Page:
On our box running OpenSUSE 12.2 we have installed OpenLDAP and sssd daemon. We are using these two services for user authentication. Recently we created a script which creates new web-users for our vhosts dynamically, but now we are dealing with a problem.

It seems that sssd uses some kind of cache and during getent passwd it returns users that have been deleted from LDAP. Sometimes it doesn't return recently created user immediately as it is necessary further in the script (for setting permissions with setfacl and chown).

Restarting LDAP, sssd or nscd doesn’t help, neither flushing cache with sss_cache -U. We tried lowering cache in config of sssd but it seems that it doesn’t affect anything.

We need to somehow explicitly refresh the cache after adding new user to LDAP or disable the cache at all.

Has anyone experienced similar issue?


From the man page (sssd.conf):

NSS configuration options
       These options can be used to configure the Name Service Switch (NSS)

       enum_cache_timeout (integer)
           How many seconds should nss_sss cache enumerations (requests for
           info about all users)
       Default: 120

I would insert something like:

enum_cache_timeout 10

(adjust seconds as it seems fit)


Try sss_cache -E

or try stopping sssd, removing the files in /var/lib/sss/db/*, and restarting sssd


I have expierenced similar issues

I noticed that getent passwd | grep <username> and getent passwd <username> will not return the same results,

Using strace I found that getent passwd <username> checks data in "/var/lib/sss/mc/passwd"

wheras getent passwd | grep <username> will connect to /var/lib/sss/pipes/nss and get it's data from there.

This is really confusing me, since both approaches seem to hit different caches. These caches seem to get updated when I run sudo su - <username> but seem to otherwise be valid for hours.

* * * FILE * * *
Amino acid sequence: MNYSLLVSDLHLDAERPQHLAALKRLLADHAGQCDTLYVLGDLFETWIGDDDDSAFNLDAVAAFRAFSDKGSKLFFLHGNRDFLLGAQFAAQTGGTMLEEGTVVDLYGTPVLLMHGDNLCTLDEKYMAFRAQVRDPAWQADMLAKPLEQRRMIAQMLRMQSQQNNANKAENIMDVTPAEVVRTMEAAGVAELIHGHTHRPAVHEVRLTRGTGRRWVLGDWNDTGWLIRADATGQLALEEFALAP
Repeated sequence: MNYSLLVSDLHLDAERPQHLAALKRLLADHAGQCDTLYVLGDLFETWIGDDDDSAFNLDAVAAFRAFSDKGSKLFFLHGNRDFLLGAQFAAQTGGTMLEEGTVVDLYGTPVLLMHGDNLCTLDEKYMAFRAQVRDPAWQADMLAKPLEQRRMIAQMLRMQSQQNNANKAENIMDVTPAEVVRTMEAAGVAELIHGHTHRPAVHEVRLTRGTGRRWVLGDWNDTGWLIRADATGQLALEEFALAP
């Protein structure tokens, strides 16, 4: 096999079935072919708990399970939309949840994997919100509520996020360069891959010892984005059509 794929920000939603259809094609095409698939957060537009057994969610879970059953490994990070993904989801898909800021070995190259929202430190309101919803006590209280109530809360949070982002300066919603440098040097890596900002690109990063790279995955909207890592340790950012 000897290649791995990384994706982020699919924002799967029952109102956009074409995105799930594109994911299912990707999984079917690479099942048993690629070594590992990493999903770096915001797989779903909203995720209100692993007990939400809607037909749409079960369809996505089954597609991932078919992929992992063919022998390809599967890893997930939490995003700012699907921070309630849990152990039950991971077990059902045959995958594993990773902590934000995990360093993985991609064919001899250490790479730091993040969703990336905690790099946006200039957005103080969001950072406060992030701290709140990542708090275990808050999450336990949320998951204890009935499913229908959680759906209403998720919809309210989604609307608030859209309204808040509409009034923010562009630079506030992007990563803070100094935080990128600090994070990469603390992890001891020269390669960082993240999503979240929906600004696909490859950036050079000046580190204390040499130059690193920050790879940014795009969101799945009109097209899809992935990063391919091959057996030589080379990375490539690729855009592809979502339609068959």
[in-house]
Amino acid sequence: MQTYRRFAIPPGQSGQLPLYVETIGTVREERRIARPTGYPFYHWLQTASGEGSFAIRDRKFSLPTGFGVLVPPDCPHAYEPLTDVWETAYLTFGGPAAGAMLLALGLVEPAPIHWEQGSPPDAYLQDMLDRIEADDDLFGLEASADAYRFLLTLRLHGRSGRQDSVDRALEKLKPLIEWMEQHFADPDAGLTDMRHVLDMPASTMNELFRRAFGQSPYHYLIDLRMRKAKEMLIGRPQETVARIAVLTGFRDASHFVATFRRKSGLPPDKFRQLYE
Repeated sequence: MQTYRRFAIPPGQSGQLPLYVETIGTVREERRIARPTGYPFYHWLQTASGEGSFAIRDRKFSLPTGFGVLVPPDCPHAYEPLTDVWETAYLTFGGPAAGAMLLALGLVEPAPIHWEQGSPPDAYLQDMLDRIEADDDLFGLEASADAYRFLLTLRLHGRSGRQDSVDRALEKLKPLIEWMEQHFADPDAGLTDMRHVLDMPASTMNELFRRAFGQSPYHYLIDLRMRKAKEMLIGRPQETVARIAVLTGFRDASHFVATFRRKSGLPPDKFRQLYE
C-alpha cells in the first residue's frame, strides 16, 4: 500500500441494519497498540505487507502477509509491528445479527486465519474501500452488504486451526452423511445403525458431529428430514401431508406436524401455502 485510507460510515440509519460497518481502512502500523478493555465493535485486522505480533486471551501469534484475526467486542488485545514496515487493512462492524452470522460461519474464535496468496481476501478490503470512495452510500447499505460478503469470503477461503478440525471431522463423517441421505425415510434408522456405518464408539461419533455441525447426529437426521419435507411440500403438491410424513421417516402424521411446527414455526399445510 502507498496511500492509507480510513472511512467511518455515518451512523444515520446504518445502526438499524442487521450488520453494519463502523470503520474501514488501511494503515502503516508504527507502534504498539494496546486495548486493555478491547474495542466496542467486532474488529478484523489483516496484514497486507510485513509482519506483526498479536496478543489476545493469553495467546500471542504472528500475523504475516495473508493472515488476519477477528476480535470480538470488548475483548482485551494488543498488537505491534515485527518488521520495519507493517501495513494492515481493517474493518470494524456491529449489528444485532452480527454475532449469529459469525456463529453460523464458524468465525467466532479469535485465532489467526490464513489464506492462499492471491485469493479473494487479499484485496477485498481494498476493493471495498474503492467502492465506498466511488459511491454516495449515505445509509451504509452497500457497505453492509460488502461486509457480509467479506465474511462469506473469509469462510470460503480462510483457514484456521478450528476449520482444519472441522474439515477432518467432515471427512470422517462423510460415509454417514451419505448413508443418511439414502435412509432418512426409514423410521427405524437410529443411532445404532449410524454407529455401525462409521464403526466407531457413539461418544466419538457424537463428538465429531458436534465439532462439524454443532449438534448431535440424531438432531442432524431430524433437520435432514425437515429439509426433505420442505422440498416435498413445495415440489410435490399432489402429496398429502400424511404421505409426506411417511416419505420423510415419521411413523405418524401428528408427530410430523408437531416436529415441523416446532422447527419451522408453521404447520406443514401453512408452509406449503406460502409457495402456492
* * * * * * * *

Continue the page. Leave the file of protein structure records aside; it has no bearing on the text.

The result in practice is that e.g. ssh access won't work for a user a few minutes after it is removed from the ldap, but getent passwd will keep on showing it for hours, so it's hard for me to check if this users is in fact removed or not (without clearing some caches manually all the time)

  • You can't disable caching completely with sssd.

  • You can disable sss as an authentication provider completely and just query LDAP directly if that's what you want.

For example, in /etc/nsswitch.conf, change lines like:

passwd:     files sss


passwd:     files ldap
  • You can force cleaning of the cache by removing /var/lib/sss/db/*
  • This is wrong. There's a configuration directive that controls caching.
    – ewwhite
    May 14 '13 at 7:14
  • 2
    Are you referring to cache_credentials? Does that disable all caching or just credentials, as the name would imply? May 20 '13 at 17:20

You could try to disable caching credentials by adding directive to /etc/sssd/sssd.conf:

cache_credentials = False

You may then verify that sssd uses cache on credentials with console command:

# authconfig --test|grep credential
credential caching in SSSD is disabled
  • 2
    authconfig is redhat command, the problem is about OpenSUSE 12.2
    – c4f4t0r
    Nov 29 '13 at 15:29
  • 1
    cache_credentials is about credentials; question is about caching of users lookup.
    – 473183469
    Nov 18 '15 at 12:06

Notice that having cache_credentials = True in Fedora 30/31 gives an error that makes impossible to login using LDAP users. I haven't found a documented bug related to this so I write it here.

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